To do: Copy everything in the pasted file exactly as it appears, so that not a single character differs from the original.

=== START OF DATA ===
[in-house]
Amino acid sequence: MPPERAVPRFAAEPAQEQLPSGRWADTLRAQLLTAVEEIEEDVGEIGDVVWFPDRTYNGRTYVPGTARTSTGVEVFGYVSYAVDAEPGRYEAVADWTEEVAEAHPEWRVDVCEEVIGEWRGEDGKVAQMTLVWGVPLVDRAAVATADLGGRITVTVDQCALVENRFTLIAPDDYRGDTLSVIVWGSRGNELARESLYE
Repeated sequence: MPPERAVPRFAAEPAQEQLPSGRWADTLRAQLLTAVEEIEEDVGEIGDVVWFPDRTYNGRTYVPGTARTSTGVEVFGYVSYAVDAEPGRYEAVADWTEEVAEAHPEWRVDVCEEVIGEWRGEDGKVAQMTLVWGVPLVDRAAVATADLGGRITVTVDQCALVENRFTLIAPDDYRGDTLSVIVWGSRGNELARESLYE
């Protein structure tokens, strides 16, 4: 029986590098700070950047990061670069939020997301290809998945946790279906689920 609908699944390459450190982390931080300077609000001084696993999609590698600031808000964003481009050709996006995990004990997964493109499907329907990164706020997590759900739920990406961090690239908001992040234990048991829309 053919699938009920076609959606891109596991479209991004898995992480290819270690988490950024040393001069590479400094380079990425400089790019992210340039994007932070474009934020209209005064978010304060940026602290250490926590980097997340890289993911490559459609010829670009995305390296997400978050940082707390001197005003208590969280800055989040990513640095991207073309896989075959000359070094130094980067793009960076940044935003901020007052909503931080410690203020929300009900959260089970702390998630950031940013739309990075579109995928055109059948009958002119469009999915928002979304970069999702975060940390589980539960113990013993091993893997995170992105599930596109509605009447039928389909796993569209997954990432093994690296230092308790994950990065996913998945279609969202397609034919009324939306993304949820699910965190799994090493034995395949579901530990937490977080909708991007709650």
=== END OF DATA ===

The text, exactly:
[in-house]
Amino acid sequence: MPPERAVPRFAAEPAQEQLPSGRWADTLRAQLLTAVEEIEEDVGEIGDVVWFPDRTYNGRTYVPGTARTSTGVEVFGYVSYAVDAEPGRYEAVADWTEEVAEAHPEWRVDVCEEVIGEWRGEDGKVAQMTLVWGVPLVDRAAVATADLGGRITVTVDQCALVENRFTLIAPDDYRGDTLSVIVWGSRGNELARESLYE
Repeated sequence: MPPERAVPRFAAEPAQEQLPSGRWADTLRAQLLTAVEEIEEDVGEIGDVVWFPDRTYNGRTYVPGTARTSTGVEVFGYVSYAVDAEPGRYEAVADWTEEVAEAHPEWRVDVCEEVIGEWRGEDGKVAQMTLVWGVPLVDRAAVATADLGGRITVTVDQCALVENRFTLIAPDDYRGDTLSVIVWGSRGNELARESLYE
């Protein structure tokens, strides 16, 4: 029986590098700070950047990061670069939020997301290809998945946790279906689920 609908699944390459450190982390931080300077609000001084696993999609590698600031808000964003481009050709996006995990004990997964493109499907329907990164706020997590759900739920990406961090690239908001992040234990048991829309 053919699938009920076609959606891109596991479209991004898995992480290819270690988490950024040393001069590479400094380079990425400089790019992210340039994007932070474009934020209209005064978010304060940026602290250490926590980097997340890289993911490559459609010829670009995305390296997400978050940082707390001197005003208590969280800055989040990513640095991207073309896989075959000359070094130094980067793009960076940044935003901020007052909503931080410690203020929300009900959260089970702390998630950031940013739309990075579109995928055109059948009958002119469009999915928002979304970069999702975060940390589980539960113990013993091993893997995170992105599930596109509605009447039928389909796993569209997954990432093994690296230092308790994950990065996913998945279609969202397609034919009324939306993304949820699910965190799994090493034995395949579901530990937490977080909708991007709650």